Thursday, January 31, 2019

Mayor Levar Stoney Announces Virginia's First Eviction Diversion Program at 2019 State of the City Address

Mayor Proposes Key Initiatives to Build an Inclusive and Competitive City

Mayor Levar M. Stoney delivered his 2019 State of the City address this evening, unveiling bold and ambitious, first of their kind initiatives to further Richmond’s progress as an inclusive and competitive city serving the needs of all Richmonders.

Speaking before a packed auditorium at the Virginia Museum of History & Culture, and streaming online via Facebook, Mayor Stoney announced the creation of a new, first of its kind Eviction Diversion Program, and inclusion in his 2019-20 budget of a 20-year capital improvement plan to make needed investments in city streets, sidewalks, community centers and city transportation fleet, among other priorities. 

The pilot Eviction Diversion Program is a new partnership between the city and Central Virginia Legal Aid Society, Housing Opportunities Made Equal and city courts system. Mayor Stoney said the program incorporates pro-bono attorney representation and financial assistance to support eligible tenants, mediation between landlords and tenants and payment plans to ensure landlords receive tenants’ rent due in a timely fashion.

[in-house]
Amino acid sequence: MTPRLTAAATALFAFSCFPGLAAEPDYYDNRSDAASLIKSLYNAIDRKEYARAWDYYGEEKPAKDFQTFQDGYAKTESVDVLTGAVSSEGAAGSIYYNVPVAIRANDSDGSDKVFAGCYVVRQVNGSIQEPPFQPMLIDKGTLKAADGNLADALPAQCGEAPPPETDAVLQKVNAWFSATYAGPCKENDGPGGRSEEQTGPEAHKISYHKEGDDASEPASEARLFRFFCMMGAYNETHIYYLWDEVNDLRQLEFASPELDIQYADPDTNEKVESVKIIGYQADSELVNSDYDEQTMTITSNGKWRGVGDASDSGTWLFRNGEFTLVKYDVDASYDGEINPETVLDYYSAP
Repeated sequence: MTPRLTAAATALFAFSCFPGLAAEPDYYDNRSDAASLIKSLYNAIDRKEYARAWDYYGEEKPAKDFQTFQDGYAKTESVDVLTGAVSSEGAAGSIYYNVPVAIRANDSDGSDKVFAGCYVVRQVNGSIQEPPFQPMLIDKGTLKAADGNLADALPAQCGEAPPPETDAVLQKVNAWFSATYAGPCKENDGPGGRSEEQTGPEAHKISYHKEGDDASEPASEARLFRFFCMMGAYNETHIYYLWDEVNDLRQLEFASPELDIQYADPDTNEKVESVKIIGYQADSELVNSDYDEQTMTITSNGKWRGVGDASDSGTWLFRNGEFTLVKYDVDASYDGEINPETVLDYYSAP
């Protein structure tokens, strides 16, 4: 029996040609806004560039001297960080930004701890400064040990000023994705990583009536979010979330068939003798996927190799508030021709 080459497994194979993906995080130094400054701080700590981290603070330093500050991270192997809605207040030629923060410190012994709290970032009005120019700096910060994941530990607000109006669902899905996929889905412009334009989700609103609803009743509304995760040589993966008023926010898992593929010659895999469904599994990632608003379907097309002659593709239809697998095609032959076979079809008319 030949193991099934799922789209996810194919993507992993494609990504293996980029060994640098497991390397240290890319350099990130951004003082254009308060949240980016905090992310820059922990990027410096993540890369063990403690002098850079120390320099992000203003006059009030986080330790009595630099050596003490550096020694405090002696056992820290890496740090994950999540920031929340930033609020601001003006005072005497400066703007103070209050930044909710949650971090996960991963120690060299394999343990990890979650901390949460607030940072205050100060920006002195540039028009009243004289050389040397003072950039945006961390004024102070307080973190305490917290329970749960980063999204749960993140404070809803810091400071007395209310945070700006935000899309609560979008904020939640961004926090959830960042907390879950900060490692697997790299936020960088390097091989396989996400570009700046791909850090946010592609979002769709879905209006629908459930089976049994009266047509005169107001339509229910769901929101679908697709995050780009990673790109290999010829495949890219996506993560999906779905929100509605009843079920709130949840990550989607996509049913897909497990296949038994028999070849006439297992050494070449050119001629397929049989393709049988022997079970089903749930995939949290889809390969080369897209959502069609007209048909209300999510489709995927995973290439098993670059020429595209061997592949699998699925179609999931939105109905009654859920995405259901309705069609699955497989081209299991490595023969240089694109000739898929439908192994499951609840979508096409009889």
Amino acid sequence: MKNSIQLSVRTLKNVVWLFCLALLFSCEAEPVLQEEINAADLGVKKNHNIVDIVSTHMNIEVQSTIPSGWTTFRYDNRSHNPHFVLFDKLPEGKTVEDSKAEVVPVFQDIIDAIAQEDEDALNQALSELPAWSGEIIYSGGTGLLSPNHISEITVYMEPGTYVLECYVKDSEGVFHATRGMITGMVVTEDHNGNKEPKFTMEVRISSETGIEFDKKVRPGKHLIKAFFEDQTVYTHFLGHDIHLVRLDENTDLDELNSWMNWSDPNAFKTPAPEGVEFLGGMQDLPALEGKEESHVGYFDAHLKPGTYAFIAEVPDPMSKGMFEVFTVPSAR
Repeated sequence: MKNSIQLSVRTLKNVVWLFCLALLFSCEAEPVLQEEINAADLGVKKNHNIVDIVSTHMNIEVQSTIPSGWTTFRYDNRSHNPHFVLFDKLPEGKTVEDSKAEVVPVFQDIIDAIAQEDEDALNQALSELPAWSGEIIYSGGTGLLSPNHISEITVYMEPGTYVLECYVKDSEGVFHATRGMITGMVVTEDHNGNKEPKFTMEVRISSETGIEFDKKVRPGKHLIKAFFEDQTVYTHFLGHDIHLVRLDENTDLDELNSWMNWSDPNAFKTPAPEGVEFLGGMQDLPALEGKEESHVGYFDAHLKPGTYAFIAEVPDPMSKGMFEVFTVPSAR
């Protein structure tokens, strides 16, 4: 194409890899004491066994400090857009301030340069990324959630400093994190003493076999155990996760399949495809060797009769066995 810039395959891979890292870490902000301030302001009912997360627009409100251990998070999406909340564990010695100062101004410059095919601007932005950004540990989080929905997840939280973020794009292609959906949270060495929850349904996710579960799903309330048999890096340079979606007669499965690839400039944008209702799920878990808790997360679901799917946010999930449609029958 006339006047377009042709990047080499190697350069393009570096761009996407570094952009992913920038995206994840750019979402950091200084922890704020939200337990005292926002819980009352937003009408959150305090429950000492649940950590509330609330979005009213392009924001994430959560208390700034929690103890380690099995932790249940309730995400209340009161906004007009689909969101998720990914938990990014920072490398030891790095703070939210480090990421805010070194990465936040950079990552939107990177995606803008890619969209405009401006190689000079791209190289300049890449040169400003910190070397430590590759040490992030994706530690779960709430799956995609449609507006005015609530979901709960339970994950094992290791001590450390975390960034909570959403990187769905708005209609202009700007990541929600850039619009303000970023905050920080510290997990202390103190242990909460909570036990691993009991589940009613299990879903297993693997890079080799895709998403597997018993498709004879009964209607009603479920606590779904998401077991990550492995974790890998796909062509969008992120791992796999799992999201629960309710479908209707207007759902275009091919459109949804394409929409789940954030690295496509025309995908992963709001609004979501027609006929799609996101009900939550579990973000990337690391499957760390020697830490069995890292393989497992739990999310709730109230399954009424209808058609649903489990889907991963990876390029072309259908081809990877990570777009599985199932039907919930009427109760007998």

Mayor Stoney announced a new city lactation policy for nursing mothers, the first of its kind among any city in the South. He made a commitment of support to renaming the Boulevard to Arthur Ashe Boulevard as well.

“This is what it means to be inclusive,” said Mayor Stoney. “This is what makes us more competitive; and that’s what building ‘One Richmond’ is all about.”

In reviewing his administration's significant accomplishments of 2018, Mayor Stoney proclaimed, “I can say without equivocation – and with pride and gratitude – the state of our city is strong!” Adding, “Richmond is competing, and it is competing at a higher level than it has in a long time.”

Examples of these 2018 successes included new investments in education and the groundbreaking of three new public schools, a new Department of Citizen Service and Response, achievements in multimodal transportation and affordable housing, establishment of the Shockoe Alliance to advance the future of the Shockoe area and raising Richmond’s Municipal Equality Index (MEI) score to 94. 

The MEI is the Human Rights Campaign’s measure of a locality’s responsiveness to the LGBTQIA+ community, and Richmond achieved the greatest score increase of any locality in the United States in 2018, and highest score in the Commonwealth of Virginia.